By late Saturday, Amtrak train service suspended during the storm had begun again, although with delays. More than a quarter of flights were canceled in and out of airports in New York and Boston.
The storm set in on Friday, bringing winds up to 145 kph (90 mph) and flooding the streets of Boston and nearby coastal towns. More flooding was expected late Saturday, during high tide.
In New York and Pennsylvania, the private forecasting service AccuWeather said as much as 46 centimeters (18 inches) of rain had fallen.
And in upstate New York, some areas were hit with a meter (3.2 feet) of snow.
Meteorologists nicknamed the storm a “bomb cyclone,” the second such phenomenon in two months, named for how quickly the barometric pressure falls during such an event. https://www.voanews.com/a/two-million-homes-businesses-without-power-after-east-coast-storm/4279221.html
A stupid place to put nuclear power stations – hurricanes, winter storms and high population.
In January at Pilgrim Nuclear Power Station not very far from Boston Mass: “On January 4, 2018, at 1410 hours EST, with the reactor at approximately 100 percent power and steady state conditions, the winter storm across the Northeast caused the loss of offsite 345 kV Line 342. Reactor power was reduced to approximately 81 percent and a procedurally required manual reactor scram was initiated. All control rods fully inserted…..“As a result of the reactor scram, indicated reactor water level decreased, as expected, to less than +12 inches resulting in automatic actuation of the Primary Containment Isolation Systems for Group II – Primary Containment Isolation and Reactor Building Isolation System, and Group VI – Reactor Water Cleanup System….” https://www.nrc.gov/reading-rm/doc-collections/event-status/event/2018/20180105en.html
And, in New Jersey: “Low Tides, High Winds Spur N.J. Nuclear Plant to Reduce Power“, January 06, 2018 9:39 PM https://www.voanews.com/a/tides-winds-spur-new-jersey-nuclear-plant-reduce-power/4196721.html
Pilgrim Nuclear Near Boston Mass:
“MANUAL REACTOR SCRAM DUE TO PARTIAL LOSS OF OFFSITE POWER DURING WINTER STORM
“On January 4, 2018, at 1410 hours EST, with the reactor at approximately 100 percent power and steady state conditions, the winter storm across the Northeast caused the loss of offsite 345 kV Line 342. Reactor power was reduced to approximately 81 percent and a procedurally required manual reactor scram was initiated. All control rods fully inserted.
“As a result of the reactor scram, indicated reactor water level decreased, as expected, to less than +12 inches resulting in automatic actuation of the Primary Containment Isolation Systems for Group II – Primary Containment Isolation and Reactor Building Isolation System, and Group VI – Reactor Water Cleanup System.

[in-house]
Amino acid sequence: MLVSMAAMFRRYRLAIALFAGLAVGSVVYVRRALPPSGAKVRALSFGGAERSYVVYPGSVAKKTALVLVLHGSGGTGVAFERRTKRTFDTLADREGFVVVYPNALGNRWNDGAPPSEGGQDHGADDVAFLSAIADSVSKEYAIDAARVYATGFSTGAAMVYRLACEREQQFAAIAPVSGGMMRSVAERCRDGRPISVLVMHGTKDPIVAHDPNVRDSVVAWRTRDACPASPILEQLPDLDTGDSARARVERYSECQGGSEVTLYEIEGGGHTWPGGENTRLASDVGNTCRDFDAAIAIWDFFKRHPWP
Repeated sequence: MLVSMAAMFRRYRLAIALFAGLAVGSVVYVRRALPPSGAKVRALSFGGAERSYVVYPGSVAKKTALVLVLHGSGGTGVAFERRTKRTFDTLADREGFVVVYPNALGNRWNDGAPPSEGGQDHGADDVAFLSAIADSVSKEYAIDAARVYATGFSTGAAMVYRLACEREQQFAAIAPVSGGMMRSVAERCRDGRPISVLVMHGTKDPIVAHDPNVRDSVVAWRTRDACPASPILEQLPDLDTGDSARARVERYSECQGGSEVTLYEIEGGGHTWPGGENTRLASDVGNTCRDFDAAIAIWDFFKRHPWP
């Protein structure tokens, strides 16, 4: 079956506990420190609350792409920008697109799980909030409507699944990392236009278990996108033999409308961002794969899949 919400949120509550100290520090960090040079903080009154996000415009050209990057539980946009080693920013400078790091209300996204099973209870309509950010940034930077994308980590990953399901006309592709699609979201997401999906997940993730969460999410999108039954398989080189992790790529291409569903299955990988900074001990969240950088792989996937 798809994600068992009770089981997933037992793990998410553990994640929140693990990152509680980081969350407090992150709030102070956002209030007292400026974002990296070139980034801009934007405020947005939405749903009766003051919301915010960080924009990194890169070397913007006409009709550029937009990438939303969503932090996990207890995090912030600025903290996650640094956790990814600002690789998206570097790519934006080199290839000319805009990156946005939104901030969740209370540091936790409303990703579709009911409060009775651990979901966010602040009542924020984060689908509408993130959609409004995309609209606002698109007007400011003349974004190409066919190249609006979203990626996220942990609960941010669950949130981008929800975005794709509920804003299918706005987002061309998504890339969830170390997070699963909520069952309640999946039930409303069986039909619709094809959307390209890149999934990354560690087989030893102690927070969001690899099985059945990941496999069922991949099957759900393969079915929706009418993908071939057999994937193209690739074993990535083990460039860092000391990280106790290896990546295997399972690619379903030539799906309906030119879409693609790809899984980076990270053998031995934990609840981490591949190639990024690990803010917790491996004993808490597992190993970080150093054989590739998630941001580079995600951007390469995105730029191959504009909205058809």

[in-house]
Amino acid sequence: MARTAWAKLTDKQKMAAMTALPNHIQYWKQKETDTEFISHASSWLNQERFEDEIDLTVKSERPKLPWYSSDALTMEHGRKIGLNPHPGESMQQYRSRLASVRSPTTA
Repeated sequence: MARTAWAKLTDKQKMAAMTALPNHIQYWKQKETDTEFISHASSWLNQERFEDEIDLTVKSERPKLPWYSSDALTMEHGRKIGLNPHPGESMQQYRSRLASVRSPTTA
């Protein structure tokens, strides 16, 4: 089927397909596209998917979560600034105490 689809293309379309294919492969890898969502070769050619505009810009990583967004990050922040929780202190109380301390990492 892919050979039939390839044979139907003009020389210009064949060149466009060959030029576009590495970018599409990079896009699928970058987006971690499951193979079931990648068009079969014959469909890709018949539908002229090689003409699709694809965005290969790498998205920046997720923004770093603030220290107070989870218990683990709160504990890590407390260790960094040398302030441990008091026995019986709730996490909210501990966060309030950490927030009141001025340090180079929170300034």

“Reactor Water Level was restored to the normal operating band. The Primary Containment Isolation Systems have been reset. The Reactor Protection System signal has been reset.
“Following the reactor scram, the non-safety related Control Rod Drive Pump “B” tripped on low suction pressure. Control Rod Drive Pump “A” was placed in service. All other systems operated as expected, in accordance with design.
“This event is reportable per the requirements of Title 10, Code of Federal Regulations (CFR) 50.72 (b)(2)(iv)(B) – “RPS Actuation” and 10 CFR 50.72 (b)(3)(iv)(A) – “Specified System Actuation.” ….
The main steam isolation valves are open with decay heat being removed via steam to the main condenser.
Offsite power is still available from 345kV line 355. As a contingency, emergency diesel generators are running and powering safety busses per licensee procedure.
The licensee notified the Commonwealth of Massachusetts. The licensee will be notifying the town of Plymouth as part of their local notifications. The licensee will be issuing a press release.”
Nuclear “events” page: https://www.nrc.gov/reading-rm/doc-collections/event-status/event/en.html
Oyster Creek Near Philadelphia PA:
Oyster Creek Nuclear Generating station is located near the New Jersey coast, around 50 miles east of Philadelphia, PA, and 75 miles south of NYC. On Saturday, January 6, Exelon reported in a press release that “Operators at the station are closely monitoring a host of environmental conditions and making power level adjustments to ensure safety and minimize impact on aquatic life./ Earlier this morning, operators reduced power and declared an Unusual Event as unusually low tides and high winds impacted water levels in the bay and subsequently, the plant’s intake canal. Minimum water levels were established as one of many conservative measures to ensure that operators have access to multiple and redundant sources of cooling water in the event of an emergent shutdown.” (According to the VOA news article the “unusual event was at 5.25 am Saturday)